Red Green Objective
Red Green Objective is a 3D stereoscopic photography project that challenges the sense of sight. The images can be viewed and experienced in four different ways by means of red/green anaglyph glasses, and individual spectators choose their own mode of perception.
In addition to the landscape itself, canonised and embedded with historic references, summer in the Danish countryside often sports roadside stalls where passersby can trade locally. These stalls offer everything from second-hand kitchen utensils, clothes and bric-a-brac to homemade jams, a wealth of home-grown vegetables and much else. I regard the artefact aspects of these stalls as an important midway point for second-hand and scrapped goods before they reach the recycling station, bound for the incinerator. The artefacts still represent a certain value for their owners, and the stalls constitute the place where that value is renegotiated, oscillating between what their owners ask and what passersby are willing to give. In order to promote sales, the artefacts are arranged and presented on tables, shelves and in boxes in ways that represent the special aesthetic sensibilities of the stall owners. I am deeply fascinated by such stalls, by their abundance of historic artefacts and the special kind of folk aesthetics evident in their presentations. I use a stereo camera to thoroughly photograph each stall and then go on to process the footage in Photoshop with various objectives in mind. Red Green Objective is a 3D stereoscopic photography project that challenges the sense of sight. The images can be viewed and experienced in four different ways by means of red/green anaglyph glasses, and individual spectators choose their own mode of perception. Here, the aesthetic universe of the stalls and the ability of stereoscopic photography to create a sense of space and depth unite, forming a new photographic realm.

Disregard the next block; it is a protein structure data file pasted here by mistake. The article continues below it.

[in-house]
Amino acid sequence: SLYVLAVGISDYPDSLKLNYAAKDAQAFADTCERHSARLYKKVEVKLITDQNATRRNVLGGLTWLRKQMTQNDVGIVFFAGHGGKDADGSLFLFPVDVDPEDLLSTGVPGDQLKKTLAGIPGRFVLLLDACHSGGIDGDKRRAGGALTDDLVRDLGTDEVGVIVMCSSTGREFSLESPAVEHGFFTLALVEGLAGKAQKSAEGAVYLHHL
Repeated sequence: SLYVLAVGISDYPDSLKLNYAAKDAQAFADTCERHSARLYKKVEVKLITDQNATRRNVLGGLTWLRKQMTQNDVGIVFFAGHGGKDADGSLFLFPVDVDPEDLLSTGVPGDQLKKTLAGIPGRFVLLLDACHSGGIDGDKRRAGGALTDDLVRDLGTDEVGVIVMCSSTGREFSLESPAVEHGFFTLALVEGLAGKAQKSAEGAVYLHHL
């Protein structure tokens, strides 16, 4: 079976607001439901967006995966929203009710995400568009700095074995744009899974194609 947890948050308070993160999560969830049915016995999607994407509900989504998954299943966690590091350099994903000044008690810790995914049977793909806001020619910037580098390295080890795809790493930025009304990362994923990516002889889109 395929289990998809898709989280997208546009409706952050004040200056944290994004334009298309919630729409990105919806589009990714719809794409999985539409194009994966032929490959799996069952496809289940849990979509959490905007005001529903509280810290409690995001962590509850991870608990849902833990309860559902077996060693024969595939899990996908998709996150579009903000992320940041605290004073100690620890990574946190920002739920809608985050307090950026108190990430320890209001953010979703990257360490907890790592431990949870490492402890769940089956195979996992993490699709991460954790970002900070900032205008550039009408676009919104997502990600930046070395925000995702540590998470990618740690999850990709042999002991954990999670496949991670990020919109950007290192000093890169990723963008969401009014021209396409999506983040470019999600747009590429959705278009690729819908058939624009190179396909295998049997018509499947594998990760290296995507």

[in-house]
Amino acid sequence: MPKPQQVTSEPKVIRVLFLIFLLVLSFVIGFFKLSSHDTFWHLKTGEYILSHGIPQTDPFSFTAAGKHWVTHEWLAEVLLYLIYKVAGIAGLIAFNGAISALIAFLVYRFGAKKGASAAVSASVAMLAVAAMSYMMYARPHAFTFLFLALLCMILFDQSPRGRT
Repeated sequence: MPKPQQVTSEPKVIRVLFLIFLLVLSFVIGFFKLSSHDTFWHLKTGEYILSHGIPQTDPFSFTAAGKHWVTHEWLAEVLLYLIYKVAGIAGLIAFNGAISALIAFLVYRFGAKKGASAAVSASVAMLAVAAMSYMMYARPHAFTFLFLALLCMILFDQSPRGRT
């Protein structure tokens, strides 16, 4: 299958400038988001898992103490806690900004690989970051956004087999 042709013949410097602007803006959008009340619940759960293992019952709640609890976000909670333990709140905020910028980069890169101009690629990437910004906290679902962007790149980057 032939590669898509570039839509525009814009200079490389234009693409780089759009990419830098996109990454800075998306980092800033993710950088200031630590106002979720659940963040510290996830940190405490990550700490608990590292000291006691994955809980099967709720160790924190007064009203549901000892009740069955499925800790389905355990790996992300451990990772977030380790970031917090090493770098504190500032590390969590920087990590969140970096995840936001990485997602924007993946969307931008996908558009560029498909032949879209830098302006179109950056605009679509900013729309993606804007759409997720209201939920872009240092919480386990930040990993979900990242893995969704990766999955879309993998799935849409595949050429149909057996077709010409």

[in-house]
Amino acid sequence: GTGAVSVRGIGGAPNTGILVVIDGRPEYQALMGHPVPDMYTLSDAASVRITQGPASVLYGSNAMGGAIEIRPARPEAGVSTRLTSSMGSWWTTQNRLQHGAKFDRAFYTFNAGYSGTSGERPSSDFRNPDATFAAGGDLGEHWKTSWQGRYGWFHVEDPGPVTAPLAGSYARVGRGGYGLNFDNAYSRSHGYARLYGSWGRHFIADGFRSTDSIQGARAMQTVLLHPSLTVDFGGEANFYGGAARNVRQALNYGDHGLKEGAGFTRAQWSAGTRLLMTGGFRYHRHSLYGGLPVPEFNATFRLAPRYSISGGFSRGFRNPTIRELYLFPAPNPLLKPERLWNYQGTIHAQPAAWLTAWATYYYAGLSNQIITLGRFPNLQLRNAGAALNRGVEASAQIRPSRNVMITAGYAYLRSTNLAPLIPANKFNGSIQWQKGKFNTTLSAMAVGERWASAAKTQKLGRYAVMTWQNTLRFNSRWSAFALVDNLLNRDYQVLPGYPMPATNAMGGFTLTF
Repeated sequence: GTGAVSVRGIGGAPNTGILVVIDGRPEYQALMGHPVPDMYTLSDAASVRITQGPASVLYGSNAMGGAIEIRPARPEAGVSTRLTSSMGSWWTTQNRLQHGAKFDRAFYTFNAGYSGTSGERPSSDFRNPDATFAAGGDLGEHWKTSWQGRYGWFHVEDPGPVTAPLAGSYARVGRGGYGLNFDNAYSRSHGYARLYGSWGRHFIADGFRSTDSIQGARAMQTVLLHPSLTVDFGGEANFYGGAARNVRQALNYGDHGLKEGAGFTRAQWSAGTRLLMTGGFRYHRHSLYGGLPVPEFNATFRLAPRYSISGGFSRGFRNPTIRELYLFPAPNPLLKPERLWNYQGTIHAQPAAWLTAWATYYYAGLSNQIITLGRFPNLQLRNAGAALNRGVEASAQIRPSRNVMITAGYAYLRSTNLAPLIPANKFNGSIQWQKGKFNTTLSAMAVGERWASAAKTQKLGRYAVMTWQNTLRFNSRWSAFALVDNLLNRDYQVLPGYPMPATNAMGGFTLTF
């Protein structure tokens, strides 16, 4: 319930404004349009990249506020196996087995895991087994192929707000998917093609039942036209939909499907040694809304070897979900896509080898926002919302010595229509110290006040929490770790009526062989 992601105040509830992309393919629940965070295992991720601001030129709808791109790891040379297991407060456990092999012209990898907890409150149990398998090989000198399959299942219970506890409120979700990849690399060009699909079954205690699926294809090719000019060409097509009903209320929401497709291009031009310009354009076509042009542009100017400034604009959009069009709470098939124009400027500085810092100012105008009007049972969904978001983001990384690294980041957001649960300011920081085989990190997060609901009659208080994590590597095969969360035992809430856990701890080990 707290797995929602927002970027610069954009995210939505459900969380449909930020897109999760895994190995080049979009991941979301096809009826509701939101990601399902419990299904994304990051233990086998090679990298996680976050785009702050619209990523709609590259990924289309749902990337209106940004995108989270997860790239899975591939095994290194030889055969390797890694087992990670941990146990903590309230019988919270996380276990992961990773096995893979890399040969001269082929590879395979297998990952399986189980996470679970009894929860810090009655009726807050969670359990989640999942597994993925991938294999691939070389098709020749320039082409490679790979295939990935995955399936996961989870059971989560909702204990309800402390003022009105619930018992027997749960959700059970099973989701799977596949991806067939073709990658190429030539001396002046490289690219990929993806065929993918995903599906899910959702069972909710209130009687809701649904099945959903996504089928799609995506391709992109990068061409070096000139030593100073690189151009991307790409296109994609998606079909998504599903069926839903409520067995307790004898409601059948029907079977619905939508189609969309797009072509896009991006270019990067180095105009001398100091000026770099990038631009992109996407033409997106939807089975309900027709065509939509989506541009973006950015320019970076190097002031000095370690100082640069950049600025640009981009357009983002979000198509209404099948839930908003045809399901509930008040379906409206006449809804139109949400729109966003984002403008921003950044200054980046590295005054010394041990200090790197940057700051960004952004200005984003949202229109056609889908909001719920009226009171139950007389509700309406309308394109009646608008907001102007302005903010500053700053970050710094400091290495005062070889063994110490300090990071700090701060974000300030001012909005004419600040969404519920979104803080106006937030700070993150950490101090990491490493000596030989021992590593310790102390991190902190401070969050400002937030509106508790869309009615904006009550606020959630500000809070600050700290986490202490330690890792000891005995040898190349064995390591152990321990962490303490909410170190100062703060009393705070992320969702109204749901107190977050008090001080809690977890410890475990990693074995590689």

Medium: Roadside stalls with various artefacts and junk, stereo camera with a dual timer function, silver print, dipole sheets cut to shape.
Supported by National Arts Foundation